We’re going to take a break today from talking about composting and growing plants to talk about what we as caregivers need to do to nurture our children’s love of learning and living.
I have heard and read many stories over the last two weeks about overwhelmed caregivers, new to home schooling, pulling their hair out because they have not been trained to cover the content their young charges are expected to absorb while they’re learning at home. This is not a surprising situation. Public schools are designed to cover content and teachers are trained in how to do that; caregivers generally are not.
I have some good news and some better news. The good news is that absorbing content is not really what your child needs right now. The better news is that you are more qualified and are in a way better situation to give your children what they need than overworked teachers in overcrowded public schools are (we cap our home school enrichment classes at 6).
I believe that one of the most important things any of us can learn during our lifetimes is how to find activities that we love to do and how to turn what we love to do into something that is meaningful and productive for ourselves and hopefully for others as well. I believe this lesson is far more important than learning how to add fractions with different denominators or the date that the declaration of independence was signed.
Certainly, there is a body of knowledge required to be fully functional in any culture. Some refer to this as core-knowledge. Beyond being fully functional, being self-actualized requires each of us to find our calling, the activities that bring us joy and fulfillment. Generally, we are called to engage in activities that are a good match with our gifts, challenges, interests and experiences.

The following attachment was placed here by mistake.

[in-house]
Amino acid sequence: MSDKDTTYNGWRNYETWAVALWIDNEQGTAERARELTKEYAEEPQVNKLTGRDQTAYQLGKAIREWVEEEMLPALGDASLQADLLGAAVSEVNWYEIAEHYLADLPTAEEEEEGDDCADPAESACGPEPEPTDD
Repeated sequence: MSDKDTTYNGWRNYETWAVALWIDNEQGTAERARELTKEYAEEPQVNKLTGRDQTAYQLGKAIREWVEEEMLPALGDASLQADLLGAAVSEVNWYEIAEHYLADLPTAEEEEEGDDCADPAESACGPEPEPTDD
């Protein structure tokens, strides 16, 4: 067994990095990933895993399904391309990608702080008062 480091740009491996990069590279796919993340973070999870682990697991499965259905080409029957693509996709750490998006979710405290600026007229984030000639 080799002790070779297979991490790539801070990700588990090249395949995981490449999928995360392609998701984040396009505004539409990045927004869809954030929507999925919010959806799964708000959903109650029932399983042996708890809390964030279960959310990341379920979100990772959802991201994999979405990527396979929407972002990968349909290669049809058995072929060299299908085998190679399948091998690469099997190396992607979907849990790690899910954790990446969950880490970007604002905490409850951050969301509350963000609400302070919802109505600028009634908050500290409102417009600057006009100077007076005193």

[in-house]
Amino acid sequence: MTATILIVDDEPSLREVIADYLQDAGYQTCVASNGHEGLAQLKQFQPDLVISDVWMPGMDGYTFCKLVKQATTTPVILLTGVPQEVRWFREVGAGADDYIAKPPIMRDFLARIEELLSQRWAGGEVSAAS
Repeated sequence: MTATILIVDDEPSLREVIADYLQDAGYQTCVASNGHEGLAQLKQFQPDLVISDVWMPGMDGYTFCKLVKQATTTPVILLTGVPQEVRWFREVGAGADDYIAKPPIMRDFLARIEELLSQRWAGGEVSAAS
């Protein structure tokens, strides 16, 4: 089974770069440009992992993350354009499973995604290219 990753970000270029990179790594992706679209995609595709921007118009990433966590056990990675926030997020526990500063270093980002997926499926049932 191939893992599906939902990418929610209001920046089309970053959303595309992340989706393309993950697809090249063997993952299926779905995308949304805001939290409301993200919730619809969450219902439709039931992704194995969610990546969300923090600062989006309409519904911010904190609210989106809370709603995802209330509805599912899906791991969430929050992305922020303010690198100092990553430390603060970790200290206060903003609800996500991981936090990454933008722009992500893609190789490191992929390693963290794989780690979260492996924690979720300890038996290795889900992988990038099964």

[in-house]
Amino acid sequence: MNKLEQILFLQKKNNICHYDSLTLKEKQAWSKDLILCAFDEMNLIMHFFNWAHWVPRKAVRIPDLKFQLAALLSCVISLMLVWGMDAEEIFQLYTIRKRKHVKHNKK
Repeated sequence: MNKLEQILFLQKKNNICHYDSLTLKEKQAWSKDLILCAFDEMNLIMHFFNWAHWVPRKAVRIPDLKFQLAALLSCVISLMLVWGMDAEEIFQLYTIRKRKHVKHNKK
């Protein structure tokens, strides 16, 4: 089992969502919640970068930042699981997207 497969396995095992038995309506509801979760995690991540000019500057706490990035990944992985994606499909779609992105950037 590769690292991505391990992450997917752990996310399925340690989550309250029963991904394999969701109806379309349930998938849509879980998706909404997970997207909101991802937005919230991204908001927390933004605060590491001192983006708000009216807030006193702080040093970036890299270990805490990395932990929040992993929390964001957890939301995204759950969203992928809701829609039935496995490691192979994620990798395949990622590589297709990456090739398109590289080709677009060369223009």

I would argue that most if not all human achievements where attained by people that knew their own gifts, challenges and passions and chased them to greatness. Once we’ve tasted success resulting from sustained effort at pursuing something we love, it gets easier to do the next time. The ability to figure out our path in life and to walk that path with joy and determination is probably the most important thing we could possibly get from our educational experiences.
In addition, to learning how to create a life we love, learning through the pursuit of our passions invariably also results in acquiring our core cultural knowledge that form the basis of much of what is tested by college entrance exams and by the college experience.
Children learn how do find activities they love to do, first by being asked and then by being given the freedom and support to discover what lights them up. They also learn a lot about pursuing their passions by watching people they love pursue theirs!
As someone who knows your child(ren)’s gifts, challenges and passions and as someone that your child(ren) are predisposed to imitate, you are in a unique position to help them find something they are passionate about and to share your passions with.
So, my advice to you for today is twofold: (1) talk with your child(ren) about what they love to do and help them do that, and (2) do something you love to do with your child(ren).